February 21, 1996

Accidental Documentaries

What unites these stories on the surface is that they're all made from old tapes, recordings found in attics and thrift stores. What unites them under that surface — and not far under it — is that they all end up being stories about fathers and the legacies that fathers leave their children.


Host Ira Glass with some tape he recorded of a high school senior prom. Kids goof around in the car after the prom and get lost looking for a friend's house. This tape, Ira says, has all the qualities you look for as a documentary producer: everyone is acting the way they do when there's no tape recorder present. It's intimate and alive, and the kids reveal who they are. This is the quality of all the tape in this episode, though all of it is tape found in basements and attics and thrift stores. Ira calls these stories "accidental documentaries." (3 minutes)
Act One

Berrien Springs, Michigan

A Midwestern family records a "letter on tape" to their son, who is in medical school in California. Three decades later, the recording somehow ends up in a thrift store. The tape gives a complicated portrait of what goes on among the family members. Mother wishes that Father were more religious. Daughter is miffed because Dad won't help her solve her financial problems. Dad tells corny jokes and talks enthusiastically about machines, extrusions and drills used for the family business run from the basement — a business everyone else in the family resents. And after the old tapes, Ira interviews the son they were sending these to, Arthur Davis. (26 minutes)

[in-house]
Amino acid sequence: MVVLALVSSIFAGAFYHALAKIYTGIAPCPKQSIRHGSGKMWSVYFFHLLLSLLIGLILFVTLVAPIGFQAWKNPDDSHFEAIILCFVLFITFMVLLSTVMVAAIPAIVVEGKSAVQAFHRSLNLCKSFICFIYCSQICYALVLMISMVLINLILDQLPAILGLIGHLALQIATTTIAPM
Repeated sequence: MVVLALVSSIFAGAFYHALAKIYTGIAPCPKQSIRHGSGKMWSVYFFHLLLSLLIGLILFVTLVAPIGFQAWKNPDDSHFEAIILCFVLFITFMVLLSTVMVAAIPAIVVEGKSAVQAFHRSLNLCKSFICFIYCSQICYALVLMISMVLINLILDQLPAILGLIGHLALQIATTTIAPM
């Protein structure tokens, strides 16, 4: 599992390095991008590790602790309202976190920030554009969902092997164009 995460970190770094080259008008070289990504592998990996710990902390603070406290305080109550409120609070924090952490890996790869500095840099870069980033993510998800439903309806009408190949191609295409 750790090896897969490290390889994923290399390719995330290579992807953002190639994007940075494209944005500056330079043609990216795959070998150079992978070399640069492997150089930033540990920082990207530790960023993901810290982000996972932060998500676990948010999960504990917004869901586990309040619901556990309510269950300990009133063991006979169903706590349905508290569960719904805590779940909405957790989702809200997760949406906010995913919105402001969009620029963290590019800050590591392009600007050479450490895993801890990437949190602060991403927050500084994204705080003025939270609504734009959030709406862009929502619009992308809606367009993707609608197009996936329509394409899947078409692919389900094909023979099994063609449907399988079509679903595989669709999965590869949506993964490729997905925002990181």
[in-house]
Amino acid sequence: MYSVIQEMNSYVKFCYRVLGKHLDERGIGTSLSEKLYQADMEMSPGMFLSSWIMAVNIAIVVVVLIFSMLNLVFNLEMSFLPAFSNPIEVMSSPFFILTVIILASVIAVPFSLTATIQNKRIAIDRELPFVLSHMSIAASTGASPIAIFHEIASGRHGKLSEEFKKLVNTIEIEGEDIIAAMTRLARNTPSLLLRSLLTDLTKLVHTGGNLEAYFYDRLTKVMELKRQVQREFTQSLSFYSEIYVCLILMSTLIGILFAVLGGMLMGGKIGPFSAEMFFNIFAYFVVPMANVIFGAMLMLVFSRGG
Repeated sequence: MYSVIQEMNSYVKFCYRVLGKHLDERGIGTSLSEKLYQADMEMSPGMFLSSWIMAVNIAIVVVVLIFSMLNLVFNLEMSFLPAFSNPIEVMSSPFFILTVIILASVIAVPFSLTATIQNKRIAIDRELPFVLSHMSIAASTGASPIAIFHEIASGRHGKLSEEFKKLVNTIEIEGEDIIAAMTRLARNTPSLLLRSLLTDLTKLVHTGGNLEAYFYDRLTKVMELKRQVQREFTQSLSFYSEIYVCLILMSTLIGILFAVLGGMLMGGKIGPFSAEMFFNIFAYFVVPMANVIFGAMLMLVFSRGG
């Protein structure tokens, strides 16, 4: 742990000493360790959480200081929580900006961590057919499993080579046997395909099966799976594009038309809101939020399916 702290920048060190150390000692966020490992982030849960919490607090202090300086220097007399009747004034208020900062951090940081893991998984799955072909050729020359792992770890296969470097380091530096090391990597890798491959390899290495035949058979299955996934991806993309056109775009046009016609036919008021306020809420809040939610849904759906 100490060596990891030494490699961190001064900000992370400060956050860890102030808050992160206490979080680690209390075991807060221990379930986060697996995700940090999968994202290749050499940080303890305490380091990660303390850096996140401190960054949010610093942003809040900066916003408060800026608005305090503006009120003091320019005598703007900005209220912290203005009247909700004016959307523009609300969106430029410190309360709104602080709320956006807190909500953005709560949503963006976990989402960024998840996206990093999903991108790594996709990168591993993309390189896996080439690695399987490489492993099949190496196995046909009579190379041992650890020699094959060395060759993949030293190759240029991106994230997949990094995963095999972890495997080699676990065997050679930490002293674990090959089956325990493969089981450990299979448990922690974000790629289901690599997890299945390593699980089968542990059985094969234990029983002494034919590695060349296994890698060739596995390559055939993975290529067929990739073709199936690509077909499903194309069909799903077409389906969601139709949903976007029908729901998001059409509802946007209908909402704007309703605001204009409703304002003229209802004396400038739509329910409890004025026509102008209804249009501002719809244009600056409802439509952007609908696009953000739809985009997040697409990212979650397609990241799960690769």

Act Two


Ira plays tapes of his own father, Barry, who was a radio deejay in the mid-1950s. Barry gave up spinning records when he decided that he couldn't make a decent living at it, and for over a decade he was against his son going into radio, not wanting him to waste time the way he did. (14 minutes)

Act Three


Nora Moreno with tapes of her father, a pioneer in Spanish-language broadcasting in America. Her mother fell in love with her father because of his poetic character on the radio, but in real life, the very things that attracted her to him over the radio drove them apart. (13 minutes)